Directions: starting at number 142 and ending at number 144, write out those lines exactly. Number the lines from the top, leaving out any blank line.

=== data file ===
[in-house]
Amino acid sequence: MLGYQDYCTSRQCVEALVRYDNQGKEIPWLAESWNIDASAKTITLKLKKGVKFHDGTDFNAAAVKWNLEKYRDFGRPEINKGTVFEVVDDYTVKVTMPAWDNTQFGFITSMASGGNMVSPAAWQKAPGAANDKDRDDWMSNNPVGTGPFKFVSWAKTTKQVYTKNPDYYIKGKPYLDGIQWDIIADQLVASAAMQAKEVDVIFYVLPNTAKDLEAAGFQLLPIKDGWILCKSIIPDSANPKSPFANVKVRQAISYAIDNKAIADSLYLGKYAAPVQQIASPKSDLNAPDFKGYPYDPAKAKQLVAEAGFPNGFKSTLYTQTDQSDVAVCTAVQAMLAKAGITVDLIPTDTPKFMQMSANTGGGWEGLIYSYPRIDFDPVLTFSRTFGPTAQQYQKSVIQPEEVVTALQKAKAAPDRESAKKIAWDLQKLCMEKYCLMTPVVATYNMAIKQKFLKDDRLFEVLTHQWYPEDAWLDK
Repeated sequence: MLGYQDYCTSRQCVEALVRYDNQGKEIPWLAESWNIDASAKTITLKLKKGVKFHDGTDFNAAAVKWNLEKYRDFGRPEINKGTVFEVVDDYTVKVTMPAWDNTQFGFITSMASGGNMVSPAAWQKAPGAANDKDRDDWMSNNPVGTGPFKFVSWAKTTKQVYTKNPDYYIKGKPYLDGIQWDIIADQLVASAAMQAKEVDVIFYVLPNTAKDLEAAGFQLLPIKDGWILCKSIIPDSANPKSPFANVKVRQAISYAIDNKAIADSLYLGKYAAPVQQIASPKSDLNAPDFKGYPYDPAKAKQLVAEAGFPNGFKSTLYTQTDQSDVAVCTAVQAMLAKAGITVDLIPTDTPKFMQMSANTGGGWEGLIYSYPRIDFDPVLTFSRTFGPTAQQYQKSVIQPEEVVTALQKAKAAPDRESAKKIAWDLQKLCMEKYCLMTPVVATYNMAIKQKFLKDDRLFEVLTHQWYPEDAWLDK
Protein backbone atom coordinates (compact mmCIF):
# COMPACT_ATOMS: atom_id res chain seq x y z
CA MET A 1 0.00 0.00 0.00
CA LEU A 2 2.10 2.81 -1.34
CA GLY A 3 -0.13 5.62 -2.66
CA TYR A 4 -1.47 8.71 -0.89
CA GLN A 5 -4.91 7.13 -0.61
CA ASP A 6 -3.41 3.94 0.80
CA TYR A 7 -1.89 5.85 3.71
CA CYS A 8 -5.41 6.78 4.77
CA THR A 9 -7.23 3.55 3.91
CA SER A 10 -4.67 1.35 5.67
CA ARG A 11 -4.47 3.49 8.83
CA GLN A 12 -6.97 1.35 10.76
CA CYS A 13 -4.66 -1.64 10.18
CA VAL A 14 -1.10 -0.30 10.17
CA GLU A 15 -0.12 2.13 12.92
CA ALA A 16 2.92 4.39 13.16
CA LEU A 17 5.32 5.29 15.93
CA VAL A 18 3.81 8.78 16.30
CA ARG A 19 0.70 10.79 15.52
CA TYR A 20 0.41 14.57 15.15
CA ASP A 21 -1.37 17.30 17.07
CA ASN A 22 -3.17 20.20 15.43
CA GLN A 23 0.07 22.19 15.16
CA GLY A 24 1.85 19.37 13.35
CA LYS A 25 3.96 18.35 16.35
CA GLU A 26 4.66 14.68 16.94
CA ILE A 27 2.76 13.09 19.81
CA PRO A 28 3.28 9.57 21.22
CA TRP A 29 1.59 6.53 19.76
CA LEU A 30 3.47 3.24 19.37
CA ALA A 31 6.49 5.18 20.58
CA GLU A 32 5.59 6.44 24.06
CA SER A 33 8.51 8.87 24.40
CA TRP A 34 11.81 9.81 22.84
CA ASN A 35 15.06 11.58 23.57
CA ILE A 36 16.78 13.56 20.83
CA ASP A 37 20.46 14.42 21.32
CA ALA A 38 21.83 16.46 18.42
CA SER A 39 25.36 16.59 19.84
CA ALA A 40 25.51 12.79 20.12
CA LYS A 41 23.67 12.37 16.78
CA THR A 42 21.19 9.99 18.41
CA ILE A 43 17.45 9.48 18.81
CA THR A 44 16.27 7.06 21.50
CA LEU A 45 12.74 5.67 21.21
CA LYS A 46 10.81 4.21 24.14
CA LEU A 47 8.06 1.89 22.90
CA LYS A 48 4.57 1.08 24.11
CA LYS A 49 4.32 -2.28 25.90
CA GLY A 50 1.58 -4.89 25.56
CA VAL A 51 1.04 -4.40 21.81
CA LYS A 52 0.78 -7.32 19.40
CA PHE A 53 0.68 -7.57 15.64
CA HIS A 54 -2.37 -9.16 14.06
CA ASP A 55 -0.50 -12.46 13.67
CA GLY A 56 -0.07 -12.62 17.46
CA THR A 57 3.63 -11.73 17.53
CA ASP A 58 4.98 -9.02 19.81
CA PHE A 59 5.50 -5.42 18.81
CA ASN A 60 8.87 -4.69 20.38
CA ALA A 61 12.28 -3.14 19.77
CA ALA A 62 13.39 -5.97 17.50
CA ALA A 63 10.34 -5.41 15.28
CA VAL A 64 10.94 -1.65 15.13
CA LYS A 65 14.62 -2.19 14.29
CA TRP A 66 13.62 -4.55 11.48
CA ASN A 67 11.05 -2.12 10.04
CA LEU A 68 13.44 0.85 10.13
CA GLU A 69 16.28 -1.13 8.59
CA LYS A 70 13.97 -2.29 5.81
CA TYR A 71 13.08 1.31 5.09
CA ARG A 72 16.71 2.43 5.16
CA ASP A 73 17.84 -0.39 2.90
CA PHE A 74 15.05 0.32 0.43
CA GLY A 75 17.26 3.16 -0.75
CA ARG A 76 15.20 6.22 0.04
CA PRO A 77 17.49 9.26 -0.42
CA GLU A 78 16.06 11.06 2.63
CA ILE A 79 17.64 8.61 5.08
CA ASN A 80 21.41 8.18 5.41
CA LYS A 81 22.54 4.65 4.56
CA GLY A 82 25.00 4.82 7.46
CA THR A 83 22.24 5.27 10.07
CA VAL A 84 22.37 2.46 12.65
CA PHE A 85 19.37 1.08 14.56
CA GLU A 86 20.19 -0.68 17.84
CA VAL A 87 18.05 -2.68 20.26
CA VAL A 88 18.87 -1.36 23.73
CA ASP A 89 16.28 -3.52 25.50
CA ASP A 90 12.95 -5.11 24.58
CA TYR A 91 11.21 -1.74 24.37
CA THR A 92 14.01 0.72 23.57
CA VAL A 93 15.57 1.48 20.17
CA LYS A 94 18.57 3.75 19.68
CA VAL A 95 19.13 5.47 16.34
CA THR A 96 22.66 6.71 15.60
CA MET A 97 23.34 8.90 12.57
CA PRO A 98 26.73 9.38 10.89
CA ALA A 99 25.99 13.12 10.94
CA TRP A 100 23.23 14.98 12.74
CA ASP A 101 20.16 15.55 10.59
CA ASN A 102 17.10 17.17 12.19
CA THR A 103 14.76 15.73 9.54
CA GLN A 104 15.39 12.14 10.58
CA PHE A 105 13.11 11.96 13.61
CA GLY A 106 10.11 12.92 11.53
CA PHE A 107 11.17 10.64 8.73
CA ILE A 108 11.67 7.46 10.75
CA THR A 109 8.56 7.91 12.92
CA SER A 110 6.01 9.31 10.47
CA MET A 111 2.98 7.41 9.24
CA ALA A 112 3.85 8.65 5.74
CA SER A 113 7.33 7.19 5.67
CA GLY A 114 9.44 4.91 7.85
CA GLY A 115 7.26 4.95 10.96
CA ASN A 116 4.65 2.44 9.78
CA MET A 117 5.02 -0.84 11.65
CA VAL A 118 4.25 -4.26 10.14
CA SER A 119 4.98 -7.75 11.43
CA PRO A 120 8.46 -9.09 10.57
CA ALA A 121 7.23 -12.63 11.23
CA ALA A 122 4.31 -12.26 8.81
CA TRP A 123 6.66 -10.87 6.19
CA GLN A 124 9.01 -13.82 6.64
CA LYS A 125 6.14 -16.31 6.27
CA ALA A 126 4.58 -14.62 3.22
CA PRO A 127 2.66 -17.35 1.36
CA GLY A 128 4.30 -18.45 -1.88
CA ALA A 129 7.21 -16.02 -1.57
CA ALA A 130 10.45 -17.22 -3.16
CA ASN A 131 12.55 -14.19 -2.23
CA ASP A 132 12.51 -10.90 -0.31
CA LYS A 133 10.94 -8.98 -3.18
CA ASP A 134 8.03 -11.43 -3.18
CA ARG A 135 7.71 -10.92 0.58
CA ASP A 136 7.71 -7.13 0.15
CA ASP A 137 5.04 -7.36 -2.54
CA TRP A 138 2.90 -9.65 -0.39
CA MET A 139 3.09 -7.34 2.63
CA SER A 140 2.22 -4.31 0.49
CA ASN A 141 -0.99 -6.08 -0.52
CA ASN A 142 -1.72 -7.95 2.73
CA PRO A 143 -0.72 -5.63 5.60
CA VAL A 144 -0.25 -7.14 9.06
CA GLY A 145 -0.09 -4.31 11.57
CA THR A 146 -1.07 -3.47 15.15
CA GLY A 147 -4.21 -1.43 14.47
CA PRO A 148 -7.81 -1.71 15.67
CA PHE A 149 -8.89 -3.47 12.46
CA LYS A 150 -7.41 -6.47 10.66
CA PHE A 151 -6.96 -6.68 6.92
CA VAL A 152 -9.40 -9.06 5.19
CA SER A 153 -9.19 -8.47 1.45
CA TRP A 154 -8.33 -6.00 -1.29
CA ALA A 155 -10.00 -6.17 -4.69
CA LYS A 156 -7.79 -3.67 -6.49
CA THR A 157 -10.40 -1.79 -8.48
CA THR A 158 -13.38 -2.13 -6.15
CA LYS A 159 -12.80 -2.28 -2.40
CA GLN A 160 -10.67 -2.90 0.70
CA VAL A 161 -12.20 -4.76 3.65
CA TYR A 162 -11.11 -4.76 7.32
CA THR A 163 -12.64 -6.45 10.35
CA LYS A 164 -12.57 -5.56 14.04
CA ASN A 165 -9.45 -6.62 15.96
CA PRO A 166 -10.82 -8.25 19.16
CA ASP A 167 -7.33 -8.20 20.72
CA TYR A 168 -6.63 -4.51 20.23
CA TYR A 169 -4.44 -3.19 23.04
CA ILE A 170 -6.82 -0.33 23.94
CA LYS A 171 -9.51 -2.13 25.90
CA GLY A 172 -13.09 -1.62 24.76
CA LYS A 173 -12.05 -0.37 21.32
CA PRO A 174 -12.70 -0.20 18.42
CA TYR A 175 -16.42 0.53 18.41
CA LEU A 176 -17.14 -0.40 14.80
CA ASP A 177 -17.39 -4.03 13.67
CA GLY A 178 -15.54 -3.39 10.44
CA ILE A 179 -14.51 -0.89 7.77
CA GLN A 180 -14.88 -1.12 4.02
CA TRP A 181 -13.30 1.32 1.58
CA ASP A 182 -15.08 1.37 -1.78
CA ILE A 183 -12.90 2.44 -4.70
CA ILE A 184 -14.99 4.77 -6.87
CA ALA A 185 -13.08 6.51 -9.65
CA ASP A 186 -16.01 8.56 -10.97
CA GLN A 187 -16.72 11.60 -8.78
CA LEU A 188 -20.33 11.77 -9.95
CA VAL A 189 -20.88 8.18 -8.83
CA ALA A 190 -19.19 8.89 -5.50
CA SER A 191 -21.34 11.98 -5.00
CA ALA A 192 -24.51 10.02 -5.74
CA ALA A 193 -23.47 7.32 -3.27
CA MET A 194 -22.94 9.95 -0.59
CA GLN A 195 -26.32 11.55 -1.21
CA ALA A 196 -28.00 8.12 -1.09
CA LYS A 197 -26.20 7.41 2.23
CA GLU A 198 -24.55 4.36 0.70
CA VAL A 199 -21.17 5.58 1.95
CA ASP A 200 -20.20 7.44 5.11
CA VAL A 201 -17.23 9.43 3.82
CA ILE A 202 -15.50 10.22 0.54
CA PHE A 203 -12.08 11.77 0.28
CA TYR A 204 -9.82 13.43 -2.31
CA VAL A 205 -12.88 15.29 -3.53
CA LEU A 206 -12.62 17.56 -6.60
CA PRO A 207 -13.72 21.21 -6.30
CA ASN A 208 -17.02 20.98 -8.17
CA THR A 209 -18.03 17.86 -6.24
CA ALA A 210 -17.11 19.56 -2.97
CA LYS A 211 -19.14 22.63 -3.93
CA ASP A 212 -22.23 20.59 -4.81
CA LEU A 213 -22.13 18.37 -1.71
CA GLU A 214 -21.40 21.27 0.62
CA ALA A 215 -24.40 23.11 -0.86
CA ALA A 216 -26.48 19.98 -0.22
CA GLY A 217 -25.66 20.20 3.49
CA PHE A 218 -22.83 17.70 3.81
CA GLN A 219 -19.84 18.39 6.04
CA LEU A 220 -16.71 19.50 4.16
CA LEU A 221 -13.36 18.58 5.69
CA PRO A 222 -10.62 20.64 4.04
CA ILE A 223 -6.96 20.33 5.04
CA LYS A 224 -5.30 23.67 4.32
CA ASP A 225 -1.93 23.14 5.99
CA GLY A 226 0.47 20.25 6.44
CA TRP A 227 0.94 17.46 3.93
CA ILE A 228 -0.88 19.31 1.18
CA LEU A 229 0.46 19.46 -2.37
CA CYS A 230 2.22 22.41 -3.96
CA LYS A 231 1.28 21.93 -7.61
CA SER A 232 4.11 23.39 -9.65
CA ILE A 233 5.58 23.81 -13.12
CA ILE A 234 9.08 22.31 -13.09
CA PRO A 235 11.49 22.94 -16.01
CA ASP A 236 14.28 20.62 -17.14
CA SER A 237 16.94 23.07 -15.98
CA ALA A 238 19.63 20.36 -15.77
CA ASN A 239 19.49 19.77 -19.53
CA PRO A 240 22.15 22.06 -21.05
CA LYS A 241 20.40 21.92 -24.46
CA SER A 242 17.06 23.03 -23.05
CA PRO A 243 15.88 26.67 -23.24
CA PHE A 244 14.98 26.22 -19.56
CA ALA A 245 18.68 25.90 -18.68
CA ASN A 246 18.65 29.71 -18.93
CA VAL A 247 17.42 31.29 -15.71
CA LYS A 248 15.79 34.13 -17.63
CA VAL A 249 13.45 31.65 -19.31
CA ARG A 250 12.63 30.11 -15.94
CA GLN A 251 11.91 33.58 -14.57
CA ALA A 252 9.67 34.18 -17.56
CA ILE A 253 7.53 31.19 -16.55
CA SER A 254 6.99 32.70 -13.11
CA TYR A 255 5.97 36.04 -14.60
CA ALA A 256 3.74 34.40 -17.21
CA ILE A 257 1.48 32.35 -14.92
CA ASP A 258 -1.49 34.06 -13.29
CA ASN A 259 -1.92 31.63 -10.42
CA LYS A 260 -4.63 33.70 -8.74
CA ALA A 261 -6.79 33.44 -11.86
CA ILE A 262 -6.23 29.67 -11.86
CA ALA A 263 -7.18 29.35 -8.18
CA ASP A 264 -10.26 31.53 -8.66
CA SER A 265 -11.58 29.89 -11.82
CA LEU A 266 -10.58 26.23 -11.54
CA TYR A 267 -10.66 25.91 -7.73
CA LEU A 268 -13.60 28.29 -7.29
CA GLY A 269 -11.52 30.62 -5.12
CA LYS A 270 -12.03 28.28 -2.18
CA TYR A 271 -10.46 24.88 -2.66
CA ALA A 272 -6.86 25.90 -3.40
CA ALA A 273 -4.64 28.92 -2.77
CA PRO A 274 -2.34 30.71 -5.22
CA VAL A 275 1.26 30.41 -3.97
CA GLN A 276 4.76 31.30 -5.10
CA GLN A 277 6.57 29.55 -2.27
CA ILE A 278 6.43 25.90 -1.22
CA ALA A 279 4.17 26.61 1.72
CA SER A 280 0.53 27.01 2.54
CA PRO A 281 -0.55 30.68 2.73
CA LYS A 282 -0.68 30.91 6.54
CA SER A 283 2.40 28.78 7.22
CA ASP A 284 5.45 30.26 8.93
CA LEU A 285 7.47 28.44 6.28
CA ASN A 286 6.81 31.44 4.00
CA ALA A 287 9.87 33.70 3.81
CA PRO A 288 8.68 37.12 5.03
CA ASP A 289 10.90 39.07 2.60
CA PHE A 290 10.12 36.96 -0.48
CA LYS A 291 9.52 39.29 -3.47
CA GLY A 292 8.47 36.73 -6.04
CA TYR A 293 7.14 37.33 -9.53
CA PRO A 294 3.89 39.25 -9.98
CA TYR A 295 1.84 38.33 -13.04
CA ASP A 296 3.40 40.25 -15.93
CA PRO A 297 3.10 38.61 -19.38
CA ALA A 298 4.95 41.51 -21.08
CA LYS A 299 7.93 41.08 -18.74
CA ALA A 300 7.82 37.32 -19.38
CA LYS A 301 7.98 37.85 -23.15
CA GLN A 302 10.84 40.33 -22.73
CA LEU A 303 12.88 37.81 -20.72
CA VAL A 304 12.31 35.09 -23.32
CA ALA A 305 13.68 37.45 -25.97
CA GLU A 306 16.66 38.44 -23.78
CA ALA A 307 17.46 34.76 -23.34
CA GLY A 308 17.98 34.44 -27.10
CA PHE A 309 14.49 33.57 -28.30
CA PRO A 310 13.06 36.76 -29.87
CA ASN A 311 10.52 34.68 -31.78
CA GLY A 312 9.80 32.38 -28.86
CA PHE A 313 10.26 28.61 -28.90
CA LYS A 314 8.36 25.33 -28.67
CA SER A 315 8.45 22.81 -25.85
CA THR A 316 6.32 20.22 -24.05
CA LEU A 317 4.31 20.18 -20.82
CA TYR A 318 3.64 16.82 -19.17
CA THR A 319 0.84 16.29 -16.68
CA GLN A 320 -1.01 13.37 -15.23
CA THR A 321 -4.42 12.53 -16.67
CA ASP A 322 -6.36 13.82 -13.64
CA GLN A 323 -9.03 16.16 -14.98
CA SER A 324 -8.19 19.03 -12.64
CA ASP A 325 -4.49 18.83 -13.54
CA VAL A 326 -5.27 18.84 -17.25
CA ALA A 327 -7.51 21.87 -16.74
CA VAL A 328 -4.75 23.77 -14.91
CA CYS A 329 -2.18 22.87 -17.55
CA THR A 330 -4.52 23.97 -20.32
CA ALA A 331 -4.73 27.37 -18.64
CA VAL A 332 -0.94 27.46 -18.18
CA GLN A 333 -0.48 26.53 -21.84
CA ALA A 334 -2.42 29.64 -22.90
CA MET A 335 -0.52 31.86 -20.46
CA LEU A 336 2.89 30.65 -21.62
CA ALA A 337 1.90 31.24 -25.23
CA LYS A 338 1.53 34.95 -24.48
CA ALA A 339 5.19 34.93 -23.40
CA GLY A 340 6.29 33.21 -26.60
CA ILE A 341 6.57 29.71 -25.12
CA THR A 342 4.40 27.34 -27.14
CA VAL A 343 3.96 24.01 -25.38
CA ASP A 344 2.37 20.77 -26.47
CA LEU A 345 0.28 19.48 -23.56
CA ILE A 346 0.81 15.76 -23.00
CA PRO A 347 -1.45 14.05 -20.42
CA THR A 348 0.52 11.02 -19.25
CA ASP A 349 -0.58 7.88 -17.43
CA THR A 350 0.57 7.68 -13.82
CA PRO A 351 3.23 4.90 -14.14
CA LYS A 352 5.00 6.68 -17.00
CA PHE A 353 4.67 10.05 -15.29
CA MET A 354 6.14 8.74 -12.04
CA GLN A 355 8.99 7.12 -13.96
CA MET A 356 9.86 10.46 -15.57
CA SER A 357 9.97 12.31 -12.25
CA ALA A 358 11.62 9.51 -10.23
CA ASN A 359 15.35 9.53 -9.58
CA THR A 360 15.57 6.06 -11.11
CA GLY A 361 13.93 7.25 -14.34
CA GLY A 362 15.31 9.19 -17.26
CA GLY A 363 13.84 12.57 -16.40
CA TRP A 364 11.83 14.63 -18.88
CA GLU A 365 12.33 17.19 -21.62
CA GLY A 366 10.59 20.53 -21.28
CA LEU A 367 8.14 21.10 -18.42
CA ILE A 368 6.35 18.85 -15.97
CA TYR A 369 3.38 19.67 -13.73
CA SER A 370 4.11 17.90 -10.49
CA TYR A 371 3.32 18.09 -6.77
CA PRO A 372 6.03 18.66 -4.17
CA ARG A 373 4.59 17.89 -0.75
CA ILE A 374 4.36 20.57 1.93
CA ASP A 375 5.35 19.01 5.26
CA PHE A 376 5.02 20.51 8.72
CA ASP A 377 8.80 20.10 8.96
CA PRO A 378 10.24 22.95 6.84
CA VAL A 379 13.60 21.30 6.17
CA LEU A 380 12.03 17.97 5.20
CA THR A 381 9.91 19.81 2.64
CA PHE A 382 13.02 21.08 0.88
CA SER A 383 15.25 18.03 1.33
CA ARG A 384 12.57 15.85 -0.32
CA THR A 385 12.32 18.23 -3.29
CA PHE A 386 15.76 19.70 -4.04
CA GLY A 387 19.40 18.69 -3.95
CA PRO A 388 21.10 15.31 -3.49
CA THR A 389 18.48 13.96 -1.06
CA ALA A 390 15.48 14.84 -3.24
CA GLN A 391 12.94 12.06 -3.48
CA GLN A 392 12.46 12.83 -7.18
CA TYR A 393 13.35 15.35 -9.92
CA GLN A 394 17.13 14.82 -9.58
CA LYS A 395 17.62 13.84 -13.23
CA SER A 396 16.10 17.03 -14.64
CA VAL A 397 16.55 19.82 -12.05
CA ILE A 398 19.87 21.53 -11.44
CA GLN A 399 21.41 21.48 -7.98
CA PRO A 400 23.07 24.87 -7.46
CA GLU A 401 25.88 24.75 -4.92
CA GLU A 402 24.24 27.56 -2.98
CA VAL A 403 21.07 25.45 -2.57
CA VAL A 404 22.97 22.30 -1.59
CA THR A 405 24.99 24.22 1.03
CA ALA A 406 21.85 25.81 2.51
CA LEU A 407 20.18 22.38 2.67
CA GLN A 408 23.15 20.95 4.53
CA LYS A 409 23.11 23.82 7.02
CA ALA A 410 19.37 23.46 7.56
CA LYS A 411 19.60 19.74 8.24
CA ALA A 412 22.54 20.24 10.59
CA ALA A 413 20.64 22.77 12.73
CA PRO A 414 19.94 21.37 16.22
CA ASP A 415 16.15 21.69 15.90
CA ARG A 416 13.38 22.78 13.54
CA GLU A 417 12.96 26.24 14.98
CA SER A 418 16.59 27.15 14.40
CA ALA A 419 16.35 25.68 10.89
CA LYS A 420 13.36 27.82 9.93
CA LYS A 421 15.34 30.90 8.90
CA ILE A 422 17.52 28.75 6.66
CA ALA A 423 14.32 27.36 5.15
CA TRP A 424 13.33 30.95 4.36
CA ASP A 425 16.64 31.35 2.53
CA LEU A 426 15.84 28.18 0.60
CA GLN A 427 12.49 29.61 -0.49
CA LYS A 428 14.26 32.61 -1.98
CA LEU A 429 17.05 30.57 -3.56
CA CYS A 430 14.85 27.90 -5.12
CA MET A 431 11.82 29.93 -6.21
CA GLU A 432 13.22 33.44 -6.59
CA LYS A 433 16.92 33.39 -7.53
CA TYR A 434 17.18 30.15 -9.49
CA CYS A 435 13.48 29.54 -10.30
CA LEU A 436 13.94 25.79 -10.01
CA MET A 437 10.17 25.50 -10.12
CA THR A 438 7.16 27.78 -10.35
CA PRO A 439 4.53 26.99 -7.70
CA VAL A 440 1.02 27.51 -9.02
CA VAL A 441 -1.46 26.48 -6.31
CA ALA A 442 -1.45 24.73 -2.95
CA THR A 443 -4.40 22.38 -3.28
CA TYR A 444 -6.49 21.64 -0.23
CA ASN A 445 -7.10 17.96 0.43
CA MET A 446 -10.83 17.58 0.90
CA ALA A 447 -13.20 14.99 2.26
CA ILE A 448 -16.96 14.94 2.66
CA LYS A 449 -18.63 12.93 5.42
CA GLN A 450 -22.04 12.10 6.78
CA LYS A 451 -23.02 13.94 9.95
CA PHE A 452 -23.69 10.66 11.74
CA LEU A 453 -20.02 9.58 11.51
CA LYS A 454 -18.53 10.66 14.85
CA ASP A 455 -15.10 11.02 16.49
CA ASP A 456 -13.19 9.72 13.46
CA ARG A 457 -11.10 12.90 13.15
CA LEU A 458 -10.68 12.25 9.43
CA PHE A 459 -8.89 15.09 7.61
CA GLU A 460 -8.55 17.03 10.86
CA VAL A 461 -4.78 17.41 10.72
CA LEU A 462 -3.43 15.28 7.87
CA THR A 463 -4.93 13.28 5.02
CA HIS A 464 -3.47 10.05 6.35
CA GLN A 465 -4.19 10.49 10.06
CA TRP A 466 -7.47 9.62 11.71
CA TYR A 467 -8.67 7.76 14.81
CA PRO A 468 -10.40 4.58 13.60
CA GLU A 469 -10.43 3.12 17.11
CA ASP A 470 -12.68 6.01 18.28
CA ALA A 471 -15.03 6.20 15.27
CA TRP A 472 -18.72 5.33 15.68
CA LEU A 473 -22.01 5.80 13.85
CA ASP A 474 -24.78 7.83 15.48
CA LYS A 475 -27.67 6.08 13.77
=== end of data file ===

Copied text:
CA ASP A 137 5.04 -7.36 -2.54
CA TRP A 138 2.90 -9.65 -0.39
CA MET A 139 3.09 -7.34 2.63